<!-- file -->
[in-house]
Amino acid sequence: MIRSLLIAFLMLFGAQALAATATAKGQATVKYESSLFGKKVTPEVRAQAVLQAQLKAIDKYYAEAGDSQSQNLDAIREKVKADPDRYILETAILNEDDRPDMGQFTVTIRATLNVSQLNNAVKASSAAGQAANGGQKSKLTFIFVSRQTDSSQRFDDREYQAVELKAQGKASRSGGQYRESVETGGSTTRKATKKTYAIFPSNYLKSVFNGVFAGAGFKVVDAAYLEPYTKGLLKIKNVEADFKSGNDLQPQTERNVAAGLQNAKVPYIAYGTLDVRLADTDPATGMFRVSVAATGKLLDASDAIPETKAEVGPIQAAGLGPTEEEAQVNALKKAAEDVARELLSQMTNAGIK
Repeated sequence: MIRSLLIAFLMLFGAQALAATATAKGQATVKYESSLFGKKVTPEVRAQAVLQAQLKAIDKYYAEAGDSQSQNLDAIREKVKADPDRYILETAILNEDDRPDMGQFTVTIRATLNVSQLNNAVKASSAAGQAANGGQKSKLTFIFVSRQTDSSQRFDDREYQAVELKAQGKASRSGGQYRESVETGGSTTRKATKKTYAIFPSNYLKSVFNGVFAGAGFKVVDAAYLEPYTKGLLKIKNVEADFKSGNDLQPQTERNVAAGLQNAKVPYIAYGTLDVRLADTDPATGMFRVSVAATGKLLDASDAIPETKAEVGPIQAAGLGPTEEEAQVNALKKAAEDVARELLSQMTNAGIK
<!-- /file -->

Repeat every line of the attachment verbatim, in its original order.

[in-house]
Amino acid sequence: MIRSLLIAFLMLFGAQALAATATAKGQATVKYESSLFGKKVTPEVRAQAVLQAQLKAIDKYYAEAGDSQSQNLDAIREKVKADPDRYILETAILNEDDRPDMGQFTVTIRATLNVSQLNNAVKASSAAGQAANGGQKSKLTFIFVSRQTDSSQRFDDREYQAVELKAQGKASRSGGQYRESVETGGSTTRKATKKTYAIFPSNYLKSVFNGVFAGAGFKVVDAAYLEPYTKGLLKIKNVEADFKSGNDLQPQTERNVAAGLQNAKVPYIAYGTLDVRLADTDPATGMFRVSVAATGKLLDASDAIPETKAEVGPIQAAGLGPTEEEAQVNALKKAAEDVARELLSQMTNAGIK
Repeated sequence: MIRSLLIAFLMLFGAQALAATATAKGQATVKYESSLFGKKVTPEVRAQAVLQAQLKAIDKYYAEAGDSQSQNLDAIREKVKADPDRYILETAILNEDDRPDMGQFTVTIRATLNVSQLNNAVKASSAAGQAANGGQKSKLTFIFVSRQTDSSQRFDDREYQAVELKAQGKASRSGGQYRESVETGGSTTRKATKKTYAIFPSNYLKSVFNGVFAGAGFKVVDAAYLEPYTKGLLKIKNVEADFKSGNDLQPQTERNVAAGLQNAKVPYIAYGTLDVRLADTDPATGMFRVSVAATGKLLDASDAIPETKAEVGPIQAAGLGPTEEEAQVNALKKAAEDVARELLSQMTNAGIK